September 8, 2011
From the Sky Down
I vividly remember going to the now-closed brilliant Kingston music store called House of Sounds to purchase the album in cassette form on release day in November of 1991. I was in third year at Queen's and living in Victoria Hall residence. I recall sitting in my rez room with my best buddy Pravin, unwrapping the cassette and popping it in. The look on our faces when the opening distortion of "Zoo Station" was classic WTF?!
This was U2? We were hardcore second-generation U2 fans, raised on The Unforgettable Fire (1984), The Joshua Tree (1987), and especially Rattle and Hum (1988). We did not recognize our beloved band. Where were the open landscapes, the poetry, the sound of rockabilly and desert hymns?
It is forever to U2's credit that they released Achtung Baby. Considering the trio of albums that preceded it, it is almost hard to believe the same band created the sound that Bono famously referred to as "four men chopping down the Joshua tree".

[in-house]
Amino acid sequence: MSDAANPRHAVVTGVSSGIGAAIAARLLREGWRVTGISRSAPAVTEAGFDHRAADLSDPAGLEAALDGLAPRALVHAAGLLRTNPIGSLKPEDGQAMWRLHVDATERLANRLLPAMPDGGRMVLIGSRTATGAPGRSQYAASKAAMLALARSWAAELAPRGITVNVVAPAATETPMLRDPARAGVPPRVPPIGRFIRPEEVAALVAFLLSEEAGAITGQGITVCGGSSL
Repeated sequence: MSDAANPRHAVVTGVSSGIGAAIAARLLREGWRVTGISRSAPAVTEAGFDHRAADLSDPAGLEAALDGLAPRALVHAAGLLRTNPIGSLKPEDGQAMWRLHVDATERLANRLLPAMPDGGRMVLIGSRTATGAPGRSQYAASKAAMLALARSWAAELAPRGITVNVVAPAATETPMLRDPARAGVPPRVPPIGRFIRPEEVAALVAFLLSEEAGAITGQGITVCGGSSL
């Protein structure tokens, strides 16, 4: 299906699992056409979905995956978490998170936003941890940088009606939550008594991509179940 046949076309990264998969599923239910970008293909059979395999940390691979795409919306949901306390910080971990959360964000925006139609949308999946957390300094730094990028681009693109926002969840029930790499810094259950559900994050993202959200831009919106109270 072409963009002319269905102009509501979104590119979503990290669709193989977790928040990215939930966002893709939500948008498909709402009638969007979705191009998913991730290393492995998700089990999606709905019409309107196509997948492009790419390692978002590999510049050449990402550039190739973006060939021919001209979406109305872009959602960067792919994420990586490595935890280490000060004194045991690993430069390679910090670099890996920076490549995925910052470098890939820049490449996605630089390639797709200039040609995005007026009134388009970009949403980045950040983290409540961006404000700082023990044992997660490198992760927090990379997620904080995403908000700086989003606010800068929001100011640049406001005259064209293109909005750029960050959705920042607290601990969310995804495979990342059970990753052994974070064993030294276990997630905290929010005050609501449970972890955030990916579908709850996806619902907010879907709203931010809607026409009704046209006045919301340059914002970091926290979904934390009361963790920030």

And yet Bono's quip is so very insightful. Achtung Baby was the album that U2 had to make in order to survive as a band and, ultimately, as friends. There was a great possibility of U2 imploding, and the crisis bore what many consider to be one of the finest and most influential rock albums of the past 25 years.
To mark the occasion, U2 allowed esteemed Academy Award winning documentarian David Guggenheim (An Inconvenient Truth) to film the story of the making of Achtung Baby. The documentary, From the Sky Down, just opened the 2011 TIFF. You can catch a cool preview of the film here.